- Naming the Rose: Eco, Medieval Signs and Modern Theory, and: Naming the Rose: Essays on Eco's "The Name of the Rose"
It is meaningful that two books dealing with Eco's cult novel, and published almost at the same time, should bear the same main title: Naming the Rose, indeed, signals that at the core of this postmodern masterpiece of "fiction" lies a radical questioning of signs and interpretation.
Theresa Coletti's study is a rigorous development of a seminal idea: as she states in the Introduction, she wants to show that "out of a concrete rendering of medieval society and intellectual life Eco . . . crafts a distinctly contemporary statement about language and meaning." Paralleling very successfully The Name of the Rose as a novel that "thematizes decoding" with Eco's main scholarly essays on semiotics, she concentrates on three capital narrative networks at play in the text: 1) Adso's narrative, centered on the sex scene where he finds himself involved with the peasant girl, 2) the "hermeneutics of heresy" by which the medieval powers that be strive to dispose of certain categories of revolutionary outsiders, with respect to the sensitive doctrinal question of poverty, and, 3) the quest of the mysterious book that will turn out to be Aristotle's lost treatise on comedy and laughter, the hypothetical Poetics II. Coletti reads the Rose as a labyrinth-like text where these three narrative avenues appear intertwined, each one functioning in organic symbiosis (/semiosis) with three foundational intertexts: Adso's bildungsroman with the Song of Solomon, the historico-political background of the struggle between Empire and Papacy with the Fransiscan Rule, and the mystery plot with Aristotle's book, as well as the Apocalypse of St. John and the Coena Cypriani. This very "archeological" reading is consistent with Eco's assertion in his Postscript to "The Name of the Rose" that this novel is "a textile of texts . . . a book made of books." Coletti, in the first three chapters, achieves a brilliant [End Page 362] demonstration of these intertextualities. In her last two chapters, she is equally brilliant although at times somewhat less convincing. Trying to decipher the "novel's overarching medievalization of [modern hermeneutic] theory," she tends to read it almost as a roman à clef, where the main personae embody major contemporary discourses. She offers striking formulas to encapsulate what the key characters, according to her, stand for: thus Jorge, as a radical realist (in the medieval sense) is labeled a "Platonic extremist" (145), whereas the Oxford-educated William is defined as "the perennial doubter, the prober of signs and intellectual codes," and therefore constitutes the epitome of nominalism. From that basis it follows, according to the author, that the Franciscan Sherlock Holmes, who concludes at the end of the novel that the world has no order, is a deconstructionist. Coletti defends her point by showing that William's philosophizing echoes developments in Theory of Semiotics and La Struttura Assente where Eco follows Derrida's critique of Levi-Strauss and expounds his notion of "unlimited semiosis," which is akin to the Derridean concept of "difference." However, although Coletti again refers to Eco's theoretical work, some readers may find it more difficult to see Jorge as an allegory of structuralism on the basis of an alleged similarity between this current and medieval realism. But this does not diminish by any means the remarkable insight of her wandering through Eco's labyrinth. Her study, indeed, contains illuminating references to major modern theories: Barthes's eroticization of reading and interpretation, Derrida's description of the "idea of the book" as a metaphor of the totality and closure of the signified, and Bakhtin's concept of dialogic heteroglossia, of which Salvatore, this living tower of Babel, is viewed as an embodiment. Theresa Coletti is right to expect her book to reach "medievalists and persons interested in contemporary theory."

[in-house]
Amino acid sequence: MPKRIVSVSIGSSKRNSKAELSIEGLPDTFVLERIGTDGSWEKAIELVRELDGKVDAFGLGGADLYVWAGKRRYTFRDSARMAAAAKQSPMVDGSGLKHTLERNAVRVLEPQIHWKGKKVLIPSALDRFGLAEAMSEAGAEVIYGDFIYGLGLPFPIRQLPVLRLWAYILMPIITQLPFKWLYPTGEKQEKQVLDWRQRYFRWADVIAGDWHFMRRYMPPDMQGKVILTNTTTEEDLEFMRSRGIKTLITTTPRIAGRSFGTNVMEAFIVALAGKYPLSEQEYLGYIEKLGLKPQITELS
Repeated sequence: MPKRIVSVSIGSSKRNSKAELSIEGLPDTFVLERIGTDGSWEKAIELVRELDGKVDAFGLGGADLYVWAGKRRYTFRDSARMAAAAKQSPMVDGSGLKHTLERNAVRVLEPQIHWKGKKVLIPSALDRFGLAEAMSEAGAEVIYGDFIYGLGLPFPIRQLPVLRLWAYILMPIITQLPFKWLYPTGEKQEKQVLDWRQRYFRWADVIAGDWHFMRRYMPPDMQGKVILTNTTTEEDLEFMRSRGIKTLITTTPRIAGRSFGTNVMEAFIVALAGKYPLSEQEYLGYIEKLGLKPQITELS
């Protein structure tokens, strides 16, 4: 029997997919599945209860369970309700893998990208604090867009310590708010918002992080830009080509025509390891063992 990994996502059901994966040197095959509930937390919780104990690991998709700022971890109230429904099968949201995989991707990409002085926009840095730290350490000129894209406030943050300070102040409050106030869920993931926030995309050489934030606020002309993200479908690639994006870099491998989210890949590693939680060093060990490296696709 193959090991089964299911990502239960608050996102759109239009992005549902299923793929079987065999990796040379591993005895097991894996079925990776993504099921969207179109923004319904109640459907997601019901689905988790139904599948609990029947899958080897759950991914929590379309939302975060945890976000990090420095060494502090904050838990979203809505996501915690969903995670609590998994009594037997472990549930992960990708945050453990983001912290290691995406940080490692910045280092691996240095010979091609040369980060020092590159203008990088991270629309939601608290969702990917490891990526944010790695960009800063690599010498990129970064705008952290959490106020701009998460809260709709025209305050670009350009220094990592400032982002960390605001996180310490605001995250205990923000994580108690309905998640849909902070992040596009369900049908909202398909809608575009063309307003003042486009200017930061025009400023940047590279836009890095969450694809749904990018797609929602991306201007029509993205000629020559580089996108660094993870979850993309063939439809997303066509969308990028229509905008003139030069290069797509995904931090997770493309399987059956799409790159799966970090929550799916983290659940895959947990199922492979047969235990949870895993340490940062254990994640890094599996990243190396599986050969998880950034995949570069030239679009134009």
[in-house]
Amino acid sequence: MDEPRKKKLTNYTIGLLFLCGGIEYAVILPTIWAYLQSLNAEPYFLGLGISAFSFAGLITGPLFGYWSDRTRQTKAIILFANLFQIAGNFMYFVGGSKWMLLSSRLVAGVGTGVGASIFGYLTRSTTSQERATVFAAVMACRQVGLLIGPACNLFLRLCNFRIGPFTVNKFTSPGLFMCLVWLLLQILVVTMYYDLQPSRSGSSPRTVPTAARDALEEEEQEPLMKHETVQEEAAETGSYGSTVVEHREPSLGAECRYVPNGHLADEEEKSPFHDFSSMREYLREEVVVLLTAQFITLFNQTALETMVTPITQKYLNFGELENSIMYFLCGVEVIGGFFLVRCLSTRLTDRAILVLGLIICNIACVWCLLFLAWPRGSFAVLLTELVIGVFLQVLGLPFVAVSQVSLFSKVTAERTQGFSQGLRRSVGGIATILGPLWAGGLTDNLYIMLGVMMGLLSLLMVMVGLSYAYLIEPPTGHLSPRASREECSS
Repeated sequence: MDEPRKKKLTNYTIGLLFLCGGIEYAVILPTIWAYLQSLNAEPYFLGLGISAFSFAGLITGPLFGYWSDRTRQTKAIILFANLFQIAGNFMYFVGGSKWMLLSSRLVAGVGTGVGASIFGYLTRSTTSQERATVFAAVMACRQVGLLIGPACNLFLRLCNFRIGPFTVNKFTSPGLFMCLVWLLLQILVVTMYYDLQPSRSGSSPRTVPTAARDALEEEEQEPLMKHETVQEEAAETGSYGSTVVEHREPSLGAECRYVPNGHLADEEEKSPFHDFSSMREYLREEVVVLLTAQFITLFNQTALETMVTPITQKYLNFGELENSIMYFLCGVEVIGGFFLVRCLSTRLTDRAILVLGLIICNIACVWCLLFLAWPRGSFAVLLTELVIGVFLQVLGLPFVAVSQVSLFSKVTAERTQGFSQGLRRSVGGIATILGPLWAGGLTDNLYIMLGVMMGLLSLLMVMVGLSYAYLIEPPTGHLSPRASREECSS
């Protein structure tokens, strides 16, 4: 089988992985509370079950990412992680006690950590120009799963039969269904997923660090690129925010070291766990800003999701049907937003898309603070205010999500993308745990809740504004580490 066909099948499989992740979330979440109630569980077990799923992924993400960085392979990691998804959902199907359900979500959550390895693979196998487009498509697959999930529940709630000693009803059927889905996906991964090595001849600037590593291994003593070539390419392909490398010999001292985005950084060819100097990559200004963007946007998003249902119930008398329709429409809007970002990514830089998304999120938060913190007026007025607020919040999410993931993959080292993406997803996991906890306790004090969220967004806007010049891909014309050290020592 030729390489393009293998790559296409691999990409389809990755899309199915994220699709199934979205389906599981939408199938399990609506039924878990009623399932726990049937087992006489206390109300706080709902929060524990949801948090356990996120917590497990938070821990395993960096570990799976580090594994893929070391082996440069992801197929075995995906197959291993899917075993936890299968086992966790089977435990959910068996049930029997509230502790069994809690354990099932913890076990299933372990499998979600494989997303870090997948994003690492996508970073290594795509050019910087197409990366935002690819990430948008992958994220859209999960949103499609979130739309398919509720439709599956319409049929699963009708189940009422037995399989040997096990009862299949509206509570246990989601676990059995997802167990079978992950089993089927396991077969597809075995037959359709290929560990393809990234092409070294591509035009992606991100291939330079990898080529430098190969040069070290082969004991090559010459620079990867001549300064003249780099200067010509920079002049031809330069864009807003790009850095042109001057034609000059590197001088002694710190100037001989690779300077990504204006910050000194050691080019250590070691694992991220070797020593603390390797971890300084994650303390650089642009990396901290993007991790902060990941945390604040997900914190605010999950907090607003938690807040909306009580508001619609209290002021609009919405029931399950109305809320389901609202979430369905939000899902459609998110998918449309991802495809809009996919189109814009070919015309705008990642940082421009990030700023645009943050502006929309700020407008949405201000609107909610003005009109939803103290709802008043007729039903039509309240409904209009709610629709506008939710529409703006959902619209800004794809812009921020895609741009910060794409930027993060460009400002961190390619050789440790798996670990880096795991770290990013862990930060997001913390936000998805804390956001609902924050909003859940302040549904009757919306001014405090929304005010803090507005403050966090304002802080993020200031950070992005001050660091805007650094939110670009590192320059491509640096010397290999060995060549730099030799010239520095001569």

The ten essays edited by Thomas...